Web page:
What a gloriously stupid movie. If one is going to make a shitty action movie, and one knows they are going to make a shitty action movie, rather than suffering from delusions of grandeur, why not be outrageous? That must have been the conclusion that producer Ashok Amritraj and writer/director Emmett Alston came to when they decided to make Nine Deaths of the Ninja, one of the silliest action flicks Missile Test has seen in at least…a month and a half, if not longer.
Viewers learn what they’re in for during the opening scene, when we see counterterrorist operatives Spike Shinobi (Sho Kosugi), Steve Gordon (Brent Huff), and Jennifer Barnes (Emilia Crow) ply their trade in a training exercise. Spike’s tactical outfit is a true marvel — a camo jumpsuit festooned with explosive crossbow bolts and all sorts of mall ninja blades, and a utility belt ringed with shuriken and lollipops. That’s right, lollipops. At first, I thought they were some kind of small, feathered throwing darts, but nope. Lollipops. Continue reading “Shitty Movie Sundays: Nine Deaths of the Ninja”
Forget for a moment that Death Wish II is one of the defining films for The Cannon Group and its producing pair of Menahem Golan and Yoram Globus. Forget that it was this film, along with Enter the Ninja, that would come to define a style of shamelessness that has brought endless amounts of joy to both the shitty movie fan and the wider action flick audience. Forget that a film like this scratches a primal itch that high culture would like to pretend doesn’t exist. Instead, revel in the fact that Jimmy Page did the music for this flick. That’s right. Jimmy Page. From Led Zeppelin.Continue reading “Shitty Movie Sundays: Death Wish II”
What a gloriously stupid movie. It came close — oh, so close — to unseating Road House at the top of the Shitty Movie Sundays Watchability Index. I had to think hard about it. In the end, Patrick Swayze and company held station, but if I was pressed to give one concrete reason why Road House is a better watch than Revenge of the Ninja, I doubt I could do so. For arguments’ sake, Road House is a better watch than Revenge of the Ninja because the film stock is better. How’s that? Maybe in a couple of weeks I’ll come to my senses and send this down the list. For now, however, it’s on the podium. Continue reading “Shitty Movie Sundays: Revenge of the Ninja”
What’s more frightening than a serial killer who stalks and preys on young women? A naked serial killer who stalks and preys on young women, that’s what!
Such is the premise behind 10 to Midnight. From 1983, 10 to Midnight was directed by J. Lee Thompson from a screenplay by William Roberts. Frequent Thompson collaborator Charles Bronson stars as LAPD Detective Leo Kessler. When a filmmaker needed an aging tough guy to star in his thriller in the 1970s or ’80s, they couldn’t go wrong with Bronson. To give an idea of the type of actor he was, Liam Neeson currently fills the niche once occupied by Bronson. Continue reading “Shitty Movie Sundays: 10 to Midnight”
Enter the Ninja, the 1981 karate flick from legendary producers Menahem Golan and Yoram Globus, is just about the quintessential movie from The Cannon Group, Golan-Globus’s company. Cannon is synonymous with shitty cinema, alongside other giants as Roger Corman’s New World Pictures, American International Pictures, and Dino De Laurentiis. Like these examples, not everything Cannon made was shit, but enough was for the reputation to be deserved. Continue reading “Shitty Movie Sundays: Enter the Ninja, or, The Colonials are Having a Tiff”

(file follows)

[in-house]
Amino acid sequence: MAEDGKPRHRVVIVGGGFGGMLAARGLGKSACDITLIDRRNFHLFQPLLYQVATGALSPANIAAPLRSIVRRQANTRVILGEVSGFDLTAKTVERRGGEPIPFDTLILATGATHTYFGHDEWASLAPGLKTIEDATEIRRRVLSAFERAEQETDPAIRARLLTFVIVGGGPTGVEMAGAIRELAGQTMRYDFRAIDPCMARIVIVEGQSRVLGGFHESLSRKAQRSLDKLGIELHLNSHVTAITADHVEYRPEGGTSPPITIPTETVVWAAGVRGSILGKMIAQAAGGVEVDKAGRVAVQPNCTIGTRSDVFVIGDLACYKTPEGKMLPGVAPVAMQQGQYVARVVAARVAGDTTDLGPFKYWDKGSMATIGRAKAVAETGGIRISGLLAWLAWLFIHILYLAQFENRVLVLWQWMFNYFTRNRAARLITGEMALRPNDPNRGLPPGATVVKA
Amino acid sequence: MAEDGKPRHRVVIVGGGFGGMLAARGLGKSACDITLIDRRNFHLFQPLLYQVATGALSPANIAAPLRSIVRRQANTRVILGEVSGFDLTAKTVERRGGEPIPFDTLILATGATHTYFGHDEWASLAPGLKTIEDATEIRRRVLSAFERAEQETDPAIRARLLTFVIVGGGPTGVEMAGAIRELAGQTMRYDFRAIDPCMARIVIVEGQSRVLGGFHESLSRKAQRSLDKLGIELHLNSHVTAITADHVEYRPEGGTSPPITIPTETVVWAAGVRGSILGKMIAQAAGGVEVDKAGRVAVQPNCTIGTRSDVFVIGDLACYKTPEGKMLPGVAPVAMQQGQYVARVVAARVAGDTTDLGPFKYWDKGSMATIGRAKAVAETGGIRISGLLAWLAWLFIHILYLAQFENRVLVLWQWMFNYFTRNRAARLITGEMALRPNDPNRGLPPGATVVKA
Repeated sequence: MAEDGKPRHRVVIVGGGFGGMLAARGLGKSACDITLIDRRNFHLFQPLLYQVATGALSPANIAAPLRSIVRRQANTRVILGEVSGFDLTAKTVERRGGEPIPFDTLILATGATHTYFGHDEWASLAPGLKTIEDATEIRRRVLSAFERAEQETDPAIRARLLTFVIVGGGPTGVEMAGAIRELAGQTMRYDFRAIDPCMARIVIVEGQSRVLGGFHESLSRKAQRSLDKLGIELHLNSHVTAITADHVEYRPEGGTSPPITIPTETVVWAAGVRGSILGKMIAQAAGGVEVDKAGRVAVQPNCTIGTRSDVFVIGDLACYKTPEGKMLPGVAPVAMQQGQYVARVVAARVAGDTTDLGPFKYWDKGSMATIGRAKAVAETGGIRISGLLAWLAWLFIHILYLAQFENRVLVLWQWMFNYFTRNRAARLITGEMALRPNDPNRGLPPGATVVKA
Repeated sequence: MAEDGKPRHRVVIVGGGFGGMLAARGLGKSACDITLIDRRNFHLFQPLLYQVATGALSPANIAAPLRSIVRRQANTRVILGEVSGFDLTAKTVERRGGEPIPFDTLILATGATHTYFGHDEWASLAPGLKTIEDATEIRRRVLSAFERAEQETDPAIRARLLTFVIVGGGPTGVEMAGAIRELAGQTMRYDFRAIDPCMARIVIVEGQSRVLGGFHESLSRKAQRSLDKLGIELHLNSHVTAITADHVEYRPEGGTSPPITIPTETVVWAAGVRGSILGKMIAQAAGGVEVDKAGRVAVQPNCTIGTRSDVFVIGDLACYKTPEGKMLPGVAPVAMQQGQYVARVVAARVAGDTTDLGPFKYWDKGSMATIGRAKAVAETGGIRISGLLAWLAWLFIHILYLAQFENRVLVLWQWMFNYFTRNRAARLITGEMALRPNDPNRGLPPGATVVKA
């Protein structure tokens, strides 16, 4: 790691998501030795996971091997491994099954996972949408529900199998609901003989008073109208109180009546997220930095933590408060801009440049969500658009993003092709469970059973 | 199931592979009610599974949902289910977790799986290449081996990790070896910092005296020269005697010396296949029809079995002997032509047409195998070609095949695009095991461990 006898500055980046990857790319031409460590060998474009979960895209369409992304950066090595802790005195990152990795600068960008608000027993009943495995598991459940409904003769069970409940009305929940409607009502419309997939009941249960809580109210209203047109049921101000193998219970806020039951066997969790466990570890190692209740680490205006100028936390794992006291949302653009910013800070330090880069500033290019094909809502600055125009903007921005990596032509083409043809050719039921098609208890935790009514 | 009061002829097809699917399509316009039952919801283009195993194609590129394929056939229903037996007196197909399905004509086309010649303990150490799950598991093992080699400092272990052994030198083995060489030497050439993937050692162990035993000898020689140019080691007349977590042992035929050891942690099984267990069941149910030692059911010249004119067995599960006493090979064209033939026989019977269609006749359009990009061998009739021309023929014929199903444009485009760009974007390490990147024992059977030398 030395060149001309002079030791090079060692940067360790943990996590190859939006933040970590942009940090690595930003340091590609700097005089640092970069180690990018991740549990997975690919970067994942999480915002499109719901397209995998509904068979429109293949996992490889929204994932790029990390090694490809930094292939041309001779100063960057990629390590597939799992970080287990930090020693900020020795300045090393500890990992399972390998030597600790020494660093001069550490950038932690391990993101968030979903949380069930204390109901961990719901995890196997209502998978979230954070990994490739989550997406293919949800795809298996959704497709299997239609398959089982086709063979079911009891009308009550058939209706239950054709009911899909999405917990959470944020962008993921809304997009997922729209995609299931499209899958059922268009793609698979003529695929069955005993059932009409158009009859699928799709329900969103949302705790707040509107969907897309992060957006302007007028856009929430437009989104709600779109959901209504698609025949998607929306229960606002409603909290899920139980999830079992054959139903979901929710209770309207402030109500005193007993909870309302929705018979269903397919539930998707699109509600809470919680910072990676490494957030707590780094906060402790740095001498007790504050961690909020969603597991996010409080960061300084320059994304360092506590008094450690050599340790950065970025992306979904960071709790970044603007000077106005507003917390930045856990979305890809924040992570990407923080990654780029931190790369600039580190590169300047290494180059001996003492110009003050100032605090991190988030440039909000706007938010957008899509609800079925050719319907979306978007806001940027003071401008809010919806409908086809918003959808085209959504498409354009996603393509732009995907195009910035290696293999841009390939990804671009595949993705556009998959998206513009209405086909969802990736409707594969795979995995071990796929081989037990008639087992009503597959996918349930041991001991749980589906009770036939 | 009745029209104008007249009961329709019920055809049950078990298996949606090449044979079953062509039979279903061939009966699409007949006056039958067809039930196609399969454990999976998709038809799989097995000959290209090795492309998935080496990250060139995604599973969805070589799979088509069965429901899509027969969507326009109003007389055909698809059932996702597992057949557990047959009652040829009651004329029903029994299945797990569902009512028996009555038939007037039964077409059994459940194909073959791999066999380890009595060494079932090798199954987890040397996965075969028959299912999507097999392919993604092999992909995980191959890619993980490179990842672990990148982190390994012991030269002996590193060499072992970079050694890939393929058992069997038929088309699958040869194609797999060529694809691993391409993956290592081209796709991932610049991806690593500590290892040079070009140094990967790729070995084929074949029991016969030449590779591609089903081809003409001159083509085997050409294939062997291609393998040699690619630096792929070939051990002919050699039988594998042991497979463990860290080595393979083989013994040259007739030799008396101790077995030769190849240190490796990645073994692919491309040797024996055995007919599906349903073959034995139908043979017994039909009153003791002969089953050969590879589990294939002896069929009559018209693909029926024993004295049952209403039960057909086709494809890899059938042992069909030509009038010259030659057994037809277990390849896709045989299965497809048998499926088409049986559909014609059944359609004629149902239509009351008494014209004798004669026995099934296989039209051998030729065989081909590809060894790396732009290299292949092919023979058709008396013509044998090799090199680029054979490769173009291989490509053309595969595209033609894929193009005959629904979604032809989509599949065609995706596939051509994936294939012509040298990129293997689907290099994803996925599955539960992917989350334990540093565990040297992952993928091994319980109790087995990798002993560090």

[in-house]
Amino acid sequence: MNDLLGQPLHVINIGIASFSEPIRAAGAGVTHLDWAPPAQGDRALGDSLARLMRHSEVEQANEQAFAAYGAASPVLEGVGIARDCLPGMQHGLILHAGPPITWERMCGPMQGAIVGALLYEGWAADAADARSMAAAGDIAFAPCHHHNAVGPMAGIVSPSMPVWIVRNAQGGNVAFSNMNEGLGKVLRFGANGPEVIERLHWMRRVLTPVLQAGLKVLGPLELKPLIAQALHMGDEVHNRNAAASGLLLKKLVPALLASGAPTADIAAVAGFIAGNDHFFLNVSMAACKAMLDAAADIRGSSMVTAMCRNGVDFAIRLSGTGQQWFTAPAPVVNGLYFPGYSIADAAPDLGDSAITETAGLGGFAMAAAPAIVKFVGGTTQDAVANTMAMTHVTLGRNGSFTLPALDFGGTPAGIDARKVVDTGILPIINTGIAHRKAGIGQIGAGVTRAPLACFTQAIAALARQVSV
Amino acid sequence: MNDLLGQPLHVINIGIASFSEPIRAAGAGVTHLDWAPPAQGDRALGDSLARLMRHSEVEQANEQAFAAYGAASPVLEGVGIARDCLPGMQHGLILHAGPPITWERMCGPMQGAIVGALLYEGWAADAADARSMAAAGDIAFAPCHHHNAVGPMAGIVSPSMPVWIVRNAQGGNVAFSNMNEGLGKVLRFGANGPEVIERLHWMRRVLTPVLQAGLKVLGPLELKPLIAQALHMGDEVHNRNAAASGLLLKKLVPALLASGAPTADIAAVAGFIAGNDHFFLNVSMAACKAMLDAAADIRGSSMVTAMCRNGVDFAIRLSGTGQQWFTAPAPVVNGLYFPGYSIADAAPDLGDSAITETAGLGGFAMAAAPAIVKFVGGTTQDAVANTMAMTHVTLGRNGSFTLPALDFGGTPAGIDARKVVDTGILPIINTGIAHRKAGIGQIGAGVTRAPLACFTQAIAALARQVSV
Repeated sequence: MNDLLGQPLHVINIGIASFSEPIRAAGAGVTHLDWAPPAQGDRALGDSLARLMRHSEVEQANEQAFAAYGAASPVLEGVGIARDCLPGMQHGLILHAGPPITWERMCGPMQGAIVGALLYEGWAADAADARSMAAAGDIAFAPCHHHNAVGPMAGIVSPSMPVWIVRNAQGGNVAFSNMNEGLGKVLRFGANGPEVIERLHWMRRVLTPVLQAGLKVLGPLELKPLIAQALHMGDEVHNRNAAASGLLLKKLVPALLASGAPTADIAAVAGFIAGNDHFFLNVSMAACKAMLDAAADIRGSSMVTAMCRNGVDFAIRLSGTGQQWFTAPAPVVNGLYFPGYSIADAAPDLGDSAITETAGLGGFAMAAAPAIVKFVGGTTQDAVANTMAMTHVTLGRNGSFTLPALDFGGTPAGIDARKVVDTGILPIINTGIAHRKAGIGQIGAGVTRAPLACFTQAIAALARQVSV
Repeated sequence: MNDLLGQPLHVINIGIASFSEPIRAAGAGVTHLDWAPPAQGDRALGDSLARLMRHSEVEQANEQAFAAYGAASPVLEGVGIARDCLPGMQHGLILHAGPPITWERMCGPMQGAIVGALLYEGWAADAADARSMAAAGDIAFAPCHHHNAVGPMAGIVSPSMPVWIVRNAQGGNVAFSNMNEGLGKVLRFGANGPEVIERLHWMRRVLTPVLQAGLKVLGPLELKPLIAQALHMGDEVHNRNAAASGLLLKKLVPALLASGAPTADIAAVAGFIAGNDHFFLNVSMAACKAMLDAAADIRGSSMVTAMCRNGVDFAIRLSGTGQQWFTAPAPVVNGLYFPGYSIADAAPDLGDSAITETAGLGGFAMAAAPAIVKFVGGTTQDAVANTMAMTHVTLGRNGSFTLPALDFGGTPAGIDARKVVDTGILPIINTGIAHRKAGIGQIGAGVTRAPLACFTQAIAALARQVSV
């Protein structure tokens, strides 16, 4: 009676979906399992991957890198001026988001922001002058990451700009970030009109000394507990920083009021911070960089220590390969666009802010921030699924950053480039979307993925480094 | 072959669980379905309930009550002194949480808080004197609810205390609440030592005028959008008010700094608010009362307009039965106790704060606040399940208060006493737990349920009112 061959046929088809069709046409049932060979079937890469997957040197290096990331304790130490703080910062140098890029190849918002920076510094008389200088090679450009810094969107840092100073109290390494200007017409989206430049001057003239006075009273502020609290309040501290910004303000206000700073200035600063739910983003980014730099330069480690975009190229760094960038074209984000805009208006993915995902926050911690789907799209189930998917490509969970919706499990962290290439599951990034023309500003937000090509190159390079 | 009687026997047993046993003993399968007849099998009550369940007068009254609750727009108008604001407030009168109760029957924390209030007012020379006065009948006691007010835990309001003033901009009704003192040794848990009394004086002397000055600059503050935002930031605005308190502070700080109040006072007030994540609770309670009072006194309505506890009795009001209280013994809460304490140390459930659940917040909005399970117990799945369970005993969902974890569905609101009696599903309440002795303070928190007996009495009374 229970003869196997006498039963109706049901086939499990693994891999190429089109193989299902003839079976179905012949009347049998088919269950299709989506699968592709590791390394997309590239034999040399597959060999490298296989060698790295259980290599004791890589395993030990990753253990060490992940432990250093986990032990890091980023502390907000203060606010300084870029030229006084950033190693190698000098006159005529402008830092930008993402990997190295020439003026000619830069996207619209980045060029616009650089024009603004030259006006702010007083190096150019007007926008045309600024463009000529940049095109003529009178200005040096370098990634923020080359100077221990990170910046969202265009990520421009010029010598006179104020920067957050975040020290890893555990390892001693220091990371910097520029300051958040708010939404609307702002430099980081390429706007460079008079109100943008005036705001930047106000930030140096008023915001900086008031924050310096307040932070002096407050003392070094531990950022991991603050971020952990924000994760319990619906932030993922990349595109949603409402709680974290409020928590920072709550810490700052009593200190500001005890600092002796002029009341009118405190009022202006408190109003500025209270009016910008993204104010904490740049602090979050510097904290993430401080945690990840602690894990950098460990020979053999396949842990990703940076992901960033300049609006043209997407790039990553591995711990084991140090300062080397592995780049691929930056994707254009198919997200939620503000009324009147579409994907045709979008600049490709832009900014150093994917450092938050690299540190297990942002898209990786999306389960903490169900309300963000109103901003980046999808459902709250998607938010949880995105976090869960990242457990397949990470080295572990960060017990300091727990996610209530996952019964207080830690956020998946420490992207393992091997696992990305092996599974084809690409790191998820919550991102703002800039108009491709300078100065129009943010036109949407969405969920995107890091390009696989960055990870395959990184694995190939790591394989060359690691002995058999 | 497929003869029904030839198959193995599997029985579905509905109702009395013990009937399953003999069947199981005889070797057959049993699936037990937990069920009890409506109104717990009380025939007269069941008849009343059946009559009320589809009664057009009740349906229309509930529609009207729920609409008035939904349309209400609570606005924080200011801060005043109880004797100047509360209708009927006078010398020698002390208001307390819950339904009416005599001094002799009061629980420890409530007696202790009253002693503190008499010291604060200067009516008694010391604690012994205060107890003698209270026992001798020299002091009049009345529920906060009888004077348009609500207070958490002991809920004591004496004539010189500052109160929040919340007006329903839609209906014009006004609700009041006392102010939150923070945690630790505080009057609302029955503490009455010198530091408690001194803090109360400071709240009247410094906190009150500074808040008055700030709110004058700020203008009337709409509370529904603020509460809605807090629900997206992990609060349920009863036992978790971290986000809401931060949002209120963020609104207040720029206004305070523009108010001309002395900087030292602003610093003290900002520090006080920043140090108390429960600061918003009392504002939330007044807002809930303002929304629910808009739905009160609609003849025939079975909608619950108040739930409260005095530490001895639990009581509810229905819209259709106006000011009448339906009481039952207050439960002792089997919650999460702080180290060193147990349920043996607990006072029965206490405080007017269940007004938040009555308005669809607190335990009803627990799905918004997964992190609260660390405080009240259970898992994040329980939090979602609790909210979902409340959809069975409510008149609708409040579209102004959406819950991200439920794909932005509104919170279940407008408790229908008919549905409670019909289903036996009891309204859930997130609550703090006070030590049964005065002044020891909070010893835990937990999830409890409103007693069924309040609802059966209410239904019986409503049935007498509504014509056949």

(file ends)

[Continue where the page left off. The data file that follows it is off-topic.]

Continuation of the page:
If one happens to be into sentimental crap wrapped in a soundtrack of awful pop ballads, then 1987’s Over the Top might be worth checking out. For the rest of us, should we wish to waste an hour and a half with nothing to show for it but a headache, there’s always a nice game of stud roulette. Continue reading “Stallone Month: Over the Top”
Oh, lord. Is this flick produced by the Cannon Group, the most lovable pair of shameless profiteers that Hollywood has ever seen? Yes, it is. Menahem Golan and Yoram Globus did as much for my love of shitty movies as any other filmmaker not named Carpenter. But, this month isn’t about Cannon. It’s about Sly Stallone. And Cobra, the 1986 film written by Sly and directed by George P. Cosmatos (who went on to direct films about a killer rat and a fish monster), might just be peak Stallone. Coming the year after Rocky IV, Sly wasn’t going to get any bigger. Continue reading “Stallone Month: Cobra”
When Attorney General Jeff Sessions pictures what life is like in American cities, I think he might be picturing the world of Death Wish 4: The Crackdown. From 1987, this movie plays as both nightmare and caricature of urban America in the 1980s. It’s a place where anyone, at any time, can be the victim of a brutal crime. It’s a good thing that Charles Bronson was still alive and kicking at the time, otherwise none of us would have made it out of that decade alive. Continue reading “Shitty Movie Sundays: Death Wish 4: The Crackdown”
Sometimes a movie tries to be an epic, but has a hard time shaking off its b-movie stink. Such is the case with Lifeforce, the 1985 sci-fi/horror film from director Tobe Hooper and writers Dan O’Bannon and Don Jakoby. The film opens with a bombastic score composed by Henry Mancini, in quite a departure from the type of music cinema buffs would associate with him. The camera flies over an endless asteroid that looks plucked from the long, dichromatic shots that Stanley Kubrick filmed for 2001. What follows is a quick introductory voiceover that takes care of all the backstory and character development. Viewers are told of the mission of the HMS Churchill, a joint American/British space shuttle mission tasked with exploring Halley’s Comet upon its dodranscentennial approach to the earth. Continue reading “October Horrorshow: Lifeforce”